Asian Political Cartoons

Zhiqun Zhu

In this fascinating new book, John Lent addresses two fundamental questions (p. 9): Are there common threads throughout the history of Asian political cartooning, and if they exist, what are they? What, if any, outside factors played roles in the development and nourishment of Asian political cartooning? 

Lent discovers that political and social satire in Asia existed before the arrival of Western colonizers, that nearly everywhere political cartoons figured prominently in propaganda to support calls for independence and nation-building, that “freedom to cartoon” has had a roller-coaster ride in nearly all countries surveyed, and that self-censorship by editors and cartoonists is widespread throughout Asia (pp. 273-74). Political cartooning has had a halting history in many parts of Asia, hampered by internal and external factors such as turning to authoritarian philosophies at home and being colonized by Western powers. 

The author suggests that political cartoons serve several purposes: to criticize politicians and other public figures; to point out societal issues harmful to public welfare and call for change; to satirize and make fun of public figures with or without any specific purpose; to honor a noteworthy person upon their demise; and infrequently, to praise an individual’s exemplary service to the public (p. 5). Most significantly, political cartoons are a vigilant watchdog on the powers that be. They raise awareness of social problems and campaign for change.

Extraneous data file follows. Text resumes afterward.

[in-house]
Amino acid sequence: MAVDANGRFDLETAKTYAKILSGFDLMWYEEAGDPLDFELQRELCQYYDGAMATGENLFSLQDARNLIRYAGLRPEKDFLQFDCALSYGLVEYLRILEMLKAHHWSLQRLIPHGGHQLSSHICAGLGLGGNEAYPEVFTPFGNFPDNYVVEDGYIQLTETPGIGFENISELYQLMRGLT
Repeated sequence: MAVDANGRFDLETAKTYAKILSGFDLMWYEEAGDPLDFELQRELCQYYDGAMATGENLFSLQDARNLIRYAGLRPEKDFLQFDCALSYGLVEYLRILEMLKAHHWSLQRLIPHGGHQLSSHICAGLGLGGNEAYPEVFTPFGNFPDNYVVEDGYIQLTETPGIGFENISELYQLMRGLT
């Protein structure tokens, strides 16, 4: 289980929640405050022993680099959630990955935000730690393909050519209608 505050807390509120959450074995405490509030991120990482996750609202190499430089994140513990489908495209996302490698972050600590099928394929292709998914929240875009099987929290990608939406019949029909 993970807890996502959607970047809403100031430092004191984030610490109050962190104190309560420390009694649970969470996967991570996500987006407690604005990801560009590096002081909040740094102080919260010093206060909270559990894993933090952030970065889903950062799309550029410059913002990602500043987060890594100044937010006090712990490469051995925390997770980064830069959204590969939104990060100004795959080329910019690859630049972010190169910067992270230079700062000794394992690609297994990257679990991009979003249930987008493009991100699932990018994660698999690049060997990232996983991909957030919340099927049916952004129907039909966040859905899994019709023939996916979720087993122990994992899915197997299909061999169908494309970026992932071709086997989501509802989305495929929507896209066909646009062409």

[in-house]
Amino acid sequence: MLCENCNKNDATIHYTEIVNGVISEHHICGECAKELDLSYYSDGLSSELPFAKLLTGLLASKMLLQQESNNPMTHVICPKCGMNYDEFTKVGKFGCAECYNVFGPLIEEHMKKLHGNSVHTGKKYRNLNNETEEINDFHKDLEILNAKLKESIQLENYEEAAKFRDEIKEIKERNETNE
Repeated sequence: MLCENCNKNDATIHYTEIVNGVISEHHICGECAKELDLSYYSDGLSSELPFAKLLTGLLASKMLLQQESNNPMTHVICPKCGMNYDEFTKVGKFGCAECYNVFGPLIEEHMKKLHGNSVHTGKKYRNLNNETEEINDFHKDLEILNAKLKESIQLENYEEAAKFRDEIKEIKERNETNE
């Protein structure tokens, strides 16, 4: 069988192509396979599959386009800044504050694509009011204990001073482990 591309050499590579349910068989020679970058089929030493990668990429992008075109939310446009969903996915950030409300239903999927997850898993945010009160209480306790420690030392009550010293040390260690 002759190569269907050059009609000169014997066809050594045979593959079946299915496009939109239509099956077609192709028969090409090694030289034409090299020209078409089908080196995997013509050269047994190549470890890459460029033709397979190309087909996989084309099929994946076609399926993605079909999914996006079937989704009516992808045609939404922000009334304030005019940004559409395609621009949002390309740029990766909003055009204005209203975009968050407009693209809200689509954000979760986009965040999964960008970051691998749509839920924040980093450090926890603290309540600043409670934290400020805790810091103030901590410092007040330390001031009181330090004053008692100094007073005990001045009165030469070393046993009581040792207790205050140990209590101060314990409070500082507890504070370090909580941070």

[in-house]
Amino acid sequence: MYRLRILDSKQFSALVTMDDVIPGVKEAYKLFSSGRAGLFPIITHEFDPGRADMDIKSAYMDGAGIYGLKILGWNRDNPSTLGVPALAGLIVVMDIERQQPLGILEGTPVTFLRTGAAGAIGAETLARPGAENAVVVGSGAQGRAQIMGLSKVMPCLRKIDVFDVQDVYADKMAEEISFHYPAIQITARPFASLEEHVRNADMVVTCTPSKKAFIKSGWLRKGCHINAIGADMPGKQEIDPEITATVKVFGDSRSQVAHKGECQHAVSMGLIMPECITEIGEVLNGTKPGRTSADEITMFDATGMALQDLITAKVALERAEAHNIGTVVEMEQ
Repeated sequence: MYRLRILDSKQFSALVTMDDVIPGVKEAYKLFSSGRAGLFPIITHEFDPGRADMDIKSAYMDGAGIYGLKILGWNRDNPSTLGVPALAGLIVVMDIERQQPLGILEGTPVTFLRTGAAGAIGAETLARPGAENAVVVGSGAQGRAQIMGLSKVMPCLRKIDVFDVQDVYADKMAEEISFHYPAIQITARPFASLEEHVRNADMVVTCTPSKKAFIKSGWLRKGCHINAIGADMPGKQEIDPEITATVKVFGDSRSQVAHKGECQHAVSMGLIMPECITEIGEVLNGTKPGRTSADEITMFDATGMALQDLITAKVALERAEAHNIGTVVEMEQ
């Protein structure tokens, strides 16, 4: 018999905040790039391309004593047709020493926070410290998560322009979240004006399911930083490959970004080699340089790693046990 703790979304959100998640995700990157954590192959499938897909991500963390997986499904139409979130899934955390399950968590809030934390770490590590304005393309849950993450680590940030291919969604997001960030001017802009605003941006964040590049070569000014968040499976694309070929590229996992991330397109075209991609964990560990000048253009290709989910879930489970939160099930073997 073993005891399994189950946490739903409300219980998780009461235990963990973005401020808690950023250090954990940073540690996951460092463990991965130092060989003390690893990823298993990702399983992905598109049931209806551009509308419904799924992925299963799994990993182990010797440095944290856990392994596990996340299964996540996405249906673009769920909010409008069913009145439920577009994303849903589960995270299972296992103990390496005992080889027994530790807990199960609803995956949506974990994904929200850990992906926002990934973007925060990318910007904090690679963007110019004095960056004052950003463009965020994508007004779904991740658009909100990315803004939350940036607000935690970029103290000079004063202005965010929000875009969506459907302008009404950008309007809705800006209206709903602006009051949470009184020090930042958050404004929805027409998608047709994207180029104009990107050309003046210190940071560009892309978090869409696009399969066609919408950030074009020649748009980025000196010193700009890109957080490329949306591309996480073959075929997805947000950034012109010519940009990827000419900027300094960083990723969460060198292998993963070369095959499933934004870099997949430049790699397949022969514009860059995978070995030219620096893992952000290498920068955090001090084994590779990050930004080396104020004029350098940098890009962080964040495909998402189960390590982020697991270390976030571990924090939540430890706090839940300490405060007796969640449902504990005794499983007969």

Geographically, the book covers the history and contemporary status of political cartoons of 21 countries and regions in East Asia, Southeast Asia, and South Asia. Quite impressively, Lent interviewed political cartoonists from these countries and regions over a span of more than 35 years, conducting over 200 interviews. To avoid interviewee bias – as well as issues of credibility and memory veracity – he backed up the interviews with other information gathered through observation, textual analysis, and secondary sources, as well as by cross-checking with other interviewees (p. 8).

This is a meticulous study of political cartoons in Asia. Using a country-by-country approach, Lent explores commonalities and differences in political cartooning of these countries. He looks at the historical development of political cartoons, the relationship between the authorities and cartoonists, as well as the degree of “freedom to cartoon” at different historical periods.

For example, Lent looks at both English and Chinese political cartoons in Hong Kong in the past two centuries. Home to the first Western-style political cartoon drawn by a Chinese artist, Hong Kong has served as a publishing outlet, escape abode, and key base of support for political cartoonists in times of turmoil in modern Chinese history. Even during the British colonial rule, Hong Kong was not a secure haven, as British officials were known “to bend to the mainland’s pressure and carry out its bidding” (p. 28). After its return to China in 1997, Hong Kong’s political cartooning could be likened to “a sinking vessel, patched almost beyond recognition but determined to stay afloat” (p. 33). During the 2014 and 2019-2020 protests, political cartoons became a form of protest art, with cartoons posted on city walls, in the subway system, and online. Looking ahead, Lent believes that Hong Kong professional and amateur artists have paved new, or patched up old, pathways to get messages across. As Beijing puts roadblocks to mute free expression, dedicated cartoonists in Hong Kong are likely to detour around them, find their positions, and push to their furthest limits. This is a great way to learn about Hong Kong’s politics and society through the historical survey of political cartooning.